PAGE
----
Parties’ healing touch this election
Doctors cure people of diseases. But did you know there are a few of them who want to cure the city of all its problems? Neelam Pandey and Astha Saxena report.delhi Updated: Apr 10, 2012 01:37 IST
Doctors cure people of diseases. But did you know there are a few of them who want to cure the city of all its problems?
This municipal election has become a melange of contenders from various walks of life. And this time, the medical fraternity too has stepped forward to take a plunge into politics. Right from amateur to veteran doctors, everyone is trying their luck in these polls. And both BJP and Congress have accommodated practising doctors in their lists.
The civic body runs 33 hospitals, 27 maternity centres and 118 maternity and child care centres. The MCD also formulates policies related to vector-borne and mosquito-borne diseases. Its Public Health Committee deliberates upon issues related to public health. So having doctors as councillors can be termed a big advantage.This is why, Umesh Mittal, who graduated from Maulana Azad Medical College (MAMC) in 1980, is contesting from the Paschim Vihar seat on a Congress ticket for the first time. Mittal’s daughter is currently pursuing MD in medicine from MAMC. His son graduated from the All India Institute of Medical Sciences.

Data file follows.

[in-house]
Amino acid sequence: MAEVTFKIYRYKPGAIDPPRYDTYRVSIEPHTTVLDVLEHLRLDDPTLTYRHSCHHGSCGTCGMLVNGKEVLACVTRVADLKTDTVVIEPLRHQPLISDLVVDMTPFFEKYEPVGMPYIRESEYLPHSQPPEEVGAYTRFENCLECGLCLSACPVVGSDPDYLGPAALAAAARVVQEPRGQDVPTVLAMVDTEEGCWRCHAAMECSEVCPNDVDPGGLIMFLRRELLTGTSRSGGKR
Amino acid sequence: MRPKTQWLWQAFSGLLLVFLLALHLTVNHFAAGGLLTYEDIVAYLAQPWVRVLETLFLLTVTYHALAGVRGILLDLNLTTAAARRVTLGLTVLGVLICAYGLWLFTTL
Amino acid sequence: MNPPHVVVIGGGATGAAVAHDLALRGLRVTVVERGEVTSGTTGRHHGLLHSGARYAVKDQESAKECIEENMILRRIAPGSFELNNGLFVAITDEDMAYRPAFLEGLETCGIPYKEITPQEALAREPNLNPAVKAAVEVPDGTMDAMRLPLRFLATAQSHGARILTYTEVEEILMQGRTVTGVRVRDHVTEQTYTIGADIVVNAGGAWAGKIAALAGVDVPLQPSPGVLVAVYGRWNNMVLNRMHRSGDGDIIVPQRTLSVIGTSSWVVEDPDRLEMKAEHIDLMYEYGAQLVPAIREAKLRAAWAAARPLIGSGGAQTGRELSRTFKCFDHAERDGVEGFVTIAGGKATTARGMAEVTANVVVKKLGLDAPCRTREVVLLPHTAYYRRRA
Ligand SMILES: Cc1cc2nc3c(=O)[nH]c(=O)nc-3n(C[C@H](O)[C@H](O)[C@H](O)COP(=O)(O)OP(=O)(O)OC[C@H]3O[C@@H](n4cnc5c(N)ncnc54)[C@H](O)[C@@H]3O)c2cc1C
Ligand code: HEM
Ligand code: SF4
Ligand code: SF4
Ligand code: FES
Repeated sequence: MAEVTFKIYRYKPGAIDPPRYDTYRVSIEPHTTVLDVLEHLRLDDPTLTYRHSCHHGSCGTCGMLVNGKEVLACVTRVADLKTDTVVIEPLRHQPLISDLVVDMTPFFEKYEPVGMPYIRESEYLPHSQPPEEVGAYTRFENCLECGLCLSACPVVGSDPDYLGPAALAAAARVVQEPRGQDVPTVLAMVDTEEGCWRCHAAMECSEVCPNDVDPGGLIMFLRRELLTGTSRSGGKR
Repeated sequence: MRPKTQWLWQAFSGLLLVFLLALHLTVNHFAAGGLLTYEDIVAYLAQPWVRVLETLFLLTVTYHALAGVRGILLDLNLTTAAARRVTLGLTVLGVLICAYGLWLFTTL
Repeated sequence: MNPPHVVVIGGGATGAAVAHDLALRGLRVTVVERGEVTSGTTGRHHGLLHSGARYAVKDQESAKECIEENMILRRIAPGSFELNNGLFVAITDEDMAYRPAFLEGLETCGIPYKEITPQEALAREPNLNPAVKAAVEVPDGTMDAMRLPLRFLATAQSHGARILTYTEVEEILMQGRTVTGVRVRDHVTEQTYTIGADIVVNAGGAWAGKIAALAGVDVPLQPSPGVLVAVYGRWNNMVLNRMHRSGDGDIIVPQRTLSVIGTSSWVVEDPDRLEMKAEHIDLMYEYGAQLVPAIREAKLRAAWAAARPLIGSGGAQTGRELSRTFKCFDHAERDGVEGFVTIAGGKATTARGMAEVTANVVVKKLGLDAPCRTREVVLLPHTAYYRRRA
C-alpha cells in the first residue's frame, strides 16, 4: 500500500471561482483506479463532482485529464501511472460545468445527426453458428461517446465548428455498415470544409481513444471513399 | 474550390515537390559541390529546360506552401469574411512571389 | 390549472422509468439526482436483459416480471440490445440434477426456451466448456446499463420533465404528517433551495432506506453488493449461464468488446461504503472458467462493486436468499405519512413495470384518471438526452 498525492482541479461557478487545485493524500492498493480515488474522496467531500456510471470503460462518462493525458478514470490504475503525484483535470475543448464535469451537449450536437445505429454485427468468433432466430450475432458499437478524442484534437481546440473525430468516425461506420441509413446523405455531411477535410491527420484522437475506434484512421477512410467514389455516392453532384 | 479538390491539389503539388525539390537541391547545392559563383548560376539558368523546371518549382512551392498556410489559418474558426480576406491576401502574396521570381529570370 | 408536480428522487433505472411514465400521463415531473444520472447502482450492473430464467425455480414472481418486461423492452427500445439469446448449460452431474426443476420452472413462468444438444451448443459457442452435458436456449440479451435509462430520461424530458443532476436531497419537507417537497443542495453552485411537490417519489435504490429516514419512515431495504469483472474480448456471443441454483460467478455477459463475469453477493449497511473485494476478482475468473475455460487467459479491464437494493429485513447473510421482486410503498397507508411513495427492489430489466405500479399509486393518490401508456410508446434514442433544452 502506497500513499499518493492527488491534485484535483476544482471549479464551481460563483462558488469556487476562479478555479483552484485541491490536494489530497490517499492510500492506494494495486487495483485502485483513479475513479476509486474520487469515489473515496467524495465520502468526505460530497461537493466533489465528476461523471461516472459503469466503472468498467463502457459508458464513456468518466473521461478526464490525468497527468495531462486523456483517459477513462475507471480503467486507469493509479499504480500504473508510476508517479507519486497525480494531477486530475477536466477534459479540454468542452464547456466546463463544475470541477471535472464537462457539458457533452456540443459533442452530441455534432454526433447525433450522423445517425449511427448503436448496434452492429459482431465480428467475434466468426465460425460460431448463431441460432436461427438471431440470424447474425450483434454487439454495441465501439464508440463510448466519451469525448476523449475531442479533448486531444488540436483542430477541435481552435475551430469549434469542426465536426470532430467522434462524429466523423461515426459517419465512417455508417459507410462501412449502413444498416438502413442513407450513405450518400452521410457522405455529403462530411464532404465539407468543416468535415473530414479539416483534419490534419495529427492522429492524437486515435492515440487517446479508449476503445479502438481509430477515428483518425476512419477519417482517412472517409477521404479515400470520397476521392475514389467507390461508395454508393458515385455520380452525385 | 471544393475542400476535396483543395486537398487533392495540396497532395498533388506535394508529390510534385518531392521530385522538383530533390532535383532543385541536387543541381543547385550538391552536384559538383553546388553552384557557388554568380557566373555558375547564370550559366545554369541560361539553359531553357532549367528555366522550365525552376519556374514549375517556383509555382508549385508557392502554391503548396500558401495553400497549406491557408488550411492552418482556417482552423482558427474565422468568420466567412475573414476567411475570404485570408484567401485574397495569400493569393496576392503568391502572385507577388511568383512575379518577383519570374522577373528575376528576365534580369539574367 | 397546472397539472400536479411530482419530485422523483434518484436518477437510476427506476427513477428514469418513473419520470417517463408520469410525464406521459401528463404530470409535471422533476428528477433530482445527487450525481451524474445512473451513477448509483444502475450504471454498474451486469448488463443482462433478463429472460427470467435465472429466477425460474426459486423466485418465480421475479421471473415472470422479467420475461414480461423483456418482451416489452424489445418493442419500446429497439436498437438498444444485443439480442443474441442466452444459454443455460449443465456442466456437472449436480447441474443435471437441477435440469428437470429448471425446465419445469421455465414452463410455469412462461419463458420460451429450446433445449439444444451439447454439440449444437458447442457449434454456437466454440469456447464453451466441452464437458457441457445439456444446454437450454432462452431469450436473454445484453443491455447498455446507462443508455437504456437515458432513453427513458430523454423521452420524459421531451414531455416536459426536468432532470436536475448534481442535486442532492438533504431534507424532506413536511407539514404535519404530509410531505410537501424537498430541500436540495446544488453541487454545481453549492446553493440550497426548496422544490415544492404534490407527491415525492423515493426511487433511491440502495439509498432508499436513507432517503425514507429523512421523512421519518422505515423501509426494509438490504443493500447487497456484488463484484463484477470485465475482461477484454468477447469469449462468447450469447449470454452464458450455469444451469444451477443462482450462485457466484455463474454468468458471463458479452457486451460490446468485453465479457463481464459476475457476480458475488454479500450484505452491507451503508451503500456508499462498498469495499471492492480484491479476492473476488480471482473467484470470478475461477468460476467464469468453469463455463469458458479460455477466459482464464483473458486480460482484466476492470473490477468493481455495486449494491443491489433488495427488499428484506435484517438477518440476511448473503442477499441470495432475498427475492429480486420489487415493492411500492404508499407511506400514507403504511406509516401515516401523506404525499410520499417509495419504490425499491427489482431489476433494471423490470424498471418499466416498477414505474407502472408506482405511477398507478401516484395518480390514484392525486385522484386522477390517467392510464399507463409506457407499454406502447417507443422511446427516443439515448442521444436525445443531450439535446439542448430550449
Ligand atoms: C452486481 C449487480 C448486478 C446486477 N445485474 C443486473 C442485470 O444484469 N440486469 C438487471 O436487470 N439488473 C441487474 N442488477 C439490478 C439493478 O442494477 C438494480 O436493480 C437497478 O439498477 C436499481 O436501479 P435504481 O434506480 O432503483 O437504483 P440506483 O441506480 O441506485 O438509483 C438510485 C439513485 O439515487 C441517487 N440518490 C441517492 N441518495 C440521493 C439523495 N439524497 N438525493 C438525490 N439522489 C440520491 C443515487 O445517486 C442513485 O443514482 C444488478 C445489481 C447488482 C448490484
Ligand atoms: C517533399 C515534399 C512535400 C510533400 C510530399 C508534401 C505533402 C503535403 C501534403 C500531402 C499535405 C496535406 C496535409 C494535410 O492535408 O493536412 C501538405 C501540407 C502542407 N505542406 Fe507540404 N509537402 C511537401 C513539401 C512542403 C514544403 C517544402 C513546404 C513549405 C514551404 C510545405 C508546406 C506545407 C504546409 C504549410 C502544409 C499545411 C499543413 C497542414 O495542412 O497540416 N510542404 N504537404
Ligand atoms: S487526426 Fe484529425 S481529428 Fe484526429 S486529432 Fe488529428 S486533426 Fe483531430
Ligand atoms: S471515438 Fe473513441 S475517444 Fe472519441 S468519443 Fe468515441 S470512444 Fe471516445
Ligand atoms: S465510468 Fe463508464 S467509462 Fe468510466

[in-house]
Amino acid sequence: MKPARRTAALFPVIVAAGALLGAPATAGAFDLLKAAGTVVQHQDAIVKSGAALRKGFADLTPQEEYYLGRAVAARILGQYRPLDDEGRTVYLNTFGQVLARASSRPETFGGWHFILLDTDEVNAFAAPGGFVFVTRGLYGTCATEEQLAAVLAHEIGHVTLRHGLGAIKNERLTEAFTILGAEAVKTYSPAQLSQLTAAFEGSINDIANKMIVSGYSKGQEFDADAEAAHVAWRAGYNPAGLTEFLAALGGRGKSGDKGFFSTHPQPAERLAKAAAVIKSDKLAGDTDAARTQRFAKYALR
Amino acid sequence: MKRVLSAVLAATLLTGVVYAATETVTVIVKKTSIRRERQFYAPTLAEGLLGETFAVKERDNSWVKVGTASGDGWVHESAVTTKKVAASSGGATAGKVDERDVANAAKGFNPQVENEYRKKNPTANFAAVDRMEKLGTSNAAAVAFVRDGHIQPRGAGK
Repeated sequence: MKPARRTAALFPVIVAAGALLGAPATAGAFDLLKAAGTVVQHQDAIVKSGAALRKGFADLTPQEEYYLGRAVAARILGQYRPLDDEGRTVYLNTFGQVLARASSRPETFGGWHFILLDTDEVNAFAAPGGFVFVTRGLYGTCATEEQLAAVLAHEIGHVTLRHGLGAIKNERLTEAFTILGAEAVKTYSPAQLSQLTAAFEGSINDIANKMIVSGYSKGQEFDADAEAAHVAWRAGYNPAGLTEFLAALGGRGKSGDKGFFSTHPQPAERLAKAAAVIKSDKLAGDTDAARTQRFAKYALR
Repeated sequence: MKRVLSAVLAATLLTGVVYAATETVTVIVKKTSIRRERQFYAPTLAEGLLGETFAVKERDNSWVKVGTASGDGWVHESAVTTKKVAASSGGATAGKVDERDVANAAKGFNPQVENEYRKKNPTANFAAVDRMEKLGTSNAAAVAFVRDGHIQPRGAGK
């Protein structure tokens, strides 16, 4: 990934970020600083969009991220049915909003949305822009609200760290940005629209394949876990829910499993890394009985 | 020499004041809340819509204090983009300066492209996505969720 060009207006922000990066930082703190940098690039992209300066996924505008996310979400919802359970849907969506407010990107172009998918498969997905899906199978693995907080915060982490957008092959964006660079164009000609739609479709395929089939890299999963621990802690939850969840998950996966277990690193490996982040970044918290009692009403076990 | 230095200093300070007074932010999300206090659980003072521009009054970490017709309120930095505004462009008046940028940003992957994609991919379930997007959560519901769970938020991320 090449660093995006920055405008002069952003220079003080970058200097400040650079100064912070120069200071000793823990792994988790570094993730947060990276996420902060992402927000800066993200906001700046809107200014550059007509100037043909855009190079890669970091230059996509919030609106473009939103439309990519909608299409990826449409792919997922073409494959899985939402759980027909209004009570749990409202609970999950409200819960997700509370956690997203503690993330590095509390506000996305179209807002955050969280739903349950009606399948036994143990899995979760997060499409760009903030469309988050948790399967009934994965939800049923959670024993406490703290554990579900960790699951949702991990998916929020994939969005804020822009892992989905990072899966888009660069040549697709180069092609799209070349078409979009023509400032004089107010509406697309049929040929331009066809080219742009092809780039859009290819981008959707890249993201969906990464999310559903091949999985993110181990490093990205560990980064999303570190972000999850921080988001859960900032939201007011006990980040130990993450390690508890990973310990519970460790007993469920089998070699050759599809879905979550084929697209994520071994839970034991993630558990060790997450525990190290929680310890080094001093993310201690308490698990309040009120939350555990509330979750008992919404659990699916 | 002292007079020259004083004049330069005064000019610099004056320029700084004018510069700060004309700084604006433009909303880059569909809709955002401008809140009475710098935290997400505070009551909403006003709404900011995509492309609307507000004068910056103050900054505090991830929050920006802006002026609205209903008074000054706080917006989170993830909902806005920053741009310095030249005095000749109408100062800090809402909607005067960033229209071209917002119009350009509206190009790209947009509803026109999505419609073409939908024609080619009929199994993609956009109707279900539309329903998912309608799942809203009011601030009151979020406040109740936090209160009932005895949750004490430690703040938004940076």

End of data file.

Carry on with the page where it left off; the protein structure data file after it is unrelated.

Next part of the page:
“I want to change the perception of the people who think politics is only for the corrupt. I’ve been curing the sick people of my area for the past 30 years and now time has come to cure the area of its civic problems,” said 54-year-old Mittal, who has been running a clinic in Paschim Vihar for the past three decades.
So what makes political parties choose doctors as their candidates? “We have not given them tickets only because they are doctors. They have been actively involved with the party for quite sometime. Also, we want to send out a message that there is scope for educated professionals and people with clean image in politics. Such people get more respect in political and social life than ordinary and uneducated people,” said Jai Prakash Aggarwal, president, Delhi Pradesh Congress Committee.
The 70-member Delhi Assembly too has three MBBS doctors — Dr AK Walia, Dr Harshwardhan and Dr SCL Gupta. Another MLA Dr Narendra Nath is also a medical practitioner.
Like Congress, BJP too admitted that doctors are held in high esteem by the public. “There is a high demand for people with impressive educational qualifications so that they can form the MCD’s thinktank,” said Vijendra Gupta, president of the BJP's state unit.
Moreover, it’s not just general practitioners who have taken to local politics. Other doctors belonging to different fields too are contesting these polls.
For instance, 42-year-old Dr Nandini Sharma, has been practising homoeopathy for nearly 20 years. She has also been a visiting physician to President Estate Clinic at Rashtrapati Bhavan.
A first-timer, Sharma is contesting from south Delhi’s Hauz Rani ward on a BJP ticket.
To connect with the people, she has been organising health and nutrition camps for all the residents. “I have been providing free services to the residents of my area. My focus is to connect with Muslim women who feel shy while discussing their problems with male councillors,” she said.This year, both the major parties have fielded eight doctors in these polls. Though many of them are first-timers, a few of them have been in politics for years.
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